Taking your flying craft with you affords this type of travel. Robert Kittilä tells little snippets about the trip with his friend, Boyd. One place they stayed for 3 days was the 1800-ft sand dunes pictured below. He says “Great Hostel very expensive. $4.75/night. Breakfast (huge) $1.85 Lunch, dinner $2.75. Loved it, great flying as you can see!
Picture of us with the hostel staff. After a day we were family. Guy 3rd from the right is their happy chef Aldo. He kept us fed and with a good supply of libations. Great food, people and town. Loved it!”
Details were sketchy on this, but it would seem that a group of lightweights (PPG and PPC’s) were allowed to fly from an airport not long after a pair of 727 charter flights arrived.
Lance Marczak of Kankakee, IL pondered how much runway it would take if he were pushing this aircraft with his motor. Our guess is that it would be just enough to get the door closed!
The 40 year old 727s, which are no longer used by U.S. Airlines, still ply the planet in charter service and for airlines elsewhere where noise is less of a concern. It’s nice to have something making more volume then us, just don’t get in their way.
Thanks to Marty for sharing their weekend. A group of Florida flyers set out for some fun and this is a glimpse of what it looked like.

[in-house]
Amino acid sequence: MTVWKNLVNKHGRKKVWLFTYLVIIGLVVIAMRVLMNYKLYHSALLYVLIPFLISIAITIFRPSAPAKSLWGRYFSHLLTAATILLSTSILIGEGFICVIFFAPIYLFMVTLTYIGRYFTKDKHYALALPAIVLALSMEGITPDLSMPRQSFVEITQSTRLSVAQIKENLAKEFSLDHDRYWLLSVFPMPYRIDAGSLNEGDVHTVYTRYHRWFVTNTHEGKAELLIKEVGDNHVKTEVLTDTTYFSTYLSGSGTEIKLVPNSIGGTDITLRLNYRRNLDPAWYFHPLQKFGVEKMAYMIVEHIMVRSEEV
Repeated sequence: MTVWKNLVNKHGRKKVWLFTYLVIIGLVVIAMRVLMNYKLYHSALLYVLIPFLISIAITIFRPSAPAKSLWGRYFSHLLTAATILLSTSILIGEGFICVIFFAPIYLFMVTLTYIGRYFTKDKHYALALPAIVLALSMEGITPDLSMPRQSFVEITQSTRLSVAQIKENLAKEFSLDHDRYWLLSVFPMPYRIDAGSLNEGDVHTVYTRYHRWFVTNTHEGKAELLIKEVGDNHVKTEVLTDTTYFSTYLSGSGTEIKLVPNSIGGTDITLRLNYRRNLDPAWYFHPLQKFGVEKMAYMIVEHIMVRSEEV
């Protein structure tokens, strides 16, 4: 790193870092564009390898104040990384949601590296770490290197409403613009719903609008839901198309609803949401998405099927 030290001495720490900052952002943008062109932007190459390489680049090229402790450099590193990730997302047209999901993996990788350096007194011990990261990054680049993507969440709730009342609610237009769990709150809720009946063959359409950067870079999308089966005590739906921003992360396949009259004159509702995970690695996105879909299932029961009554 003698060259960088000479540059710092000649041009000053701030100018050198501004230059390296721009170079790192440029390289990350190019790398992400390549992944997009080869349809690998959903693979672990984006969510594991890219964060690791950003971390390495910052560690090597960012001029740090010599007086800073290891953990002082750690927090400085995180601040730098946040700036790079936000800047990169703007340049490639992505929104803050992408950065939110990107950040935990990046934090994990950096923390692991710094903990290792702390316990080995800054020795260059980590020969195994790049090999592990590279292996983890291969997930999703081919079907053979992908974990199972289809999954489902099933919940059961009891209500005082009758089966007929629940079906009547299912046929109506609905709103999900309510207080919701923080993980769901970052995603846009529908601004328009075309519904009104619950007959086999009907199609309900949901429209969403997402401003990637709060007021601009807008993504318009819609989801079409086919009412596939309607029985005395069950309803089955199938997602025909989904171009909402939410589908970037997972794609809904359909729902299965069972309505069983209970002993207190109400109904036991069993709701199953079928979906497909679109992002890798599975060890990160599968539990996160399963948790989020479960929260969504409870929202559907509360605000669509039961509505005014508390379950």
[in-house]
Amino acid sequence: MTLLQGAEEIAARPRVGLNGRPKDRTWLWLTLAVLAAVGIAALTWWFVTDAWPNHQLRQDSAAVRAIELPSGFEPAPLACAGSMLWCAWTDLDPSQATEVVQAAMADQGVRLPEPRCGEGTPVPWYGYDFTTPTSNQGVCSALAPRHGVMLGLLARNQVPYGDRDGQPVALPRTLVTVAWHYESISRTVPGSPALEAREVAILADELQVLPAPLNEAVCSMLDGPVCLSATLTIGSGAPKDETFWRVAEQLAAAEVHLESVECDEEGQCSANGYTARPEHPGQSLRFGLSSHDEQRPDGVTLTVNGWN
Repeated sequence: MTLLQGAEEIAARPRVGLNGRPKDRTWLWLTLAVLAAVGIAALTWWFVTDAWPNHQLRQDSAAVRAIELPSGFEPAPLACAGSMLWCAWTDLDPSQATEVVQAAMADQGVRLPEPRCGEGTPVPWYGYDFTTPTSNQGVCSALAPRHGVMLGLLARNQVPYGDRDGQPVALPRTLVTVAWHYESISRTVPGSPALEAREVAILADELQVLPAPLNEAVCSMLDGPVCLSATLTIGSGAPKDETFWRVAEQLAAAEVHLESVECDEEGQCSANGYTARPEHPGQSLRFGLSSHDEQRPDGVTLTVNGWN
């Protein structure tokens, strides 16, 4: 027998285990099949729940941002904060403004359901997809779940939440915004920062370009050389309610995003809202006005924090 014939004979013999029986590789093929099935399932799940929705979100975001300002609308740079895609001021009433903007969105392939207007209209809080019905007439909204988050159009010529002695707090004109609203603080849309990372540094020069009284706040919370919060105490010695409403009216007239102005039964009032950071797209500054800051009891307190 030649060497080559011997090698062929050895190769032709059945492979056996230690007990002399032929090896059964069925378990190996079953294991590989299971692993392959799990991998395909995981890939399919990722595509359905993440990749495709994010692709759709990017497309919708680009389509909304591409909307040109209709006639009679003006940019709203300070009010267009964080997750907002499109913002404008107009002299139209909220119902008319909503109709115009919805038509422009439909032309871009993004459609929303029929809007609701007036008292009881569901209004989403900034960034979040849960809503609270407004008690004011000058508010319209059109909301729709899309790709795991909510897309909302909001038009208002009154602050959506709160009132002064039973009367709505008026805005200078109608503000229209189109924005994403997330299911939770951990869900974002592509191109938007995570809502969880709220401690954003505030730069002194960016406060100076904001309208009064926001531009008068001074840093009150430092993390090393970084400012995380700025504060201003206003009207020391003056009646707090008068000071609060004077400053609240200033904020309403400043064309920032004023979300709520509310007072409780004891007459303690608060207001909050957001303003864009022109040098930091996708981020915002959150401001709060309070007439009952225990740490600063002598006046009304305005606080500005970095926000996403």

1) We drove up to Daytona (Ponce Inlet) for an evening session on Disappearing Island. This is a very large Island at low tide but there’s no Island at high tide. None.
2) The boaters that surrounded the island enjoyed our flying there, as long as we didn’t linger to close.
3) Earlier in the day it becomes hard to find an open space to park your boat. Pilot’s here should be aware th
Marty Hathaway shared some memorable flights with us in Florida. But be very, very careful where you fly: some of these sites would be most unpleasant with a recalcitrant motor. The site was on the St. Johns River along the Eastern coast. Photo 5/14/06 by Mike Britt.
Paramotor pilot Jim King sent us an amusing account of how he became the focus of a false alarm involving two police cars, an ambulance and a fire truck Easter Sunday afternoon after he fell down while trying to launch his craft and
someone called 911.
“A gust of wind pulled me on my back and dragged me a short distance into a shallow ditch, but it must have looked a lot worse to some Good Samaritan,” said King, 63, who was not hurt. He has been a PPG pilot for nearly three years.
“I was setting up to try again when I heard all these sirens,” he said. “Then I saw a fire truck stop right by my pickup. A fire department lieutenant got out and approached me, and at the same time an ambulance came screaming across the grass from the opposite direction. Next two squad cars arrived with sirens and flashing lights.”
At that point the fire lieutenant, seeing that there was no emergency, began waving off other rescue officials. King apologized for the false alarm, but the officers did not appear upset. The fireman told King someone with a cell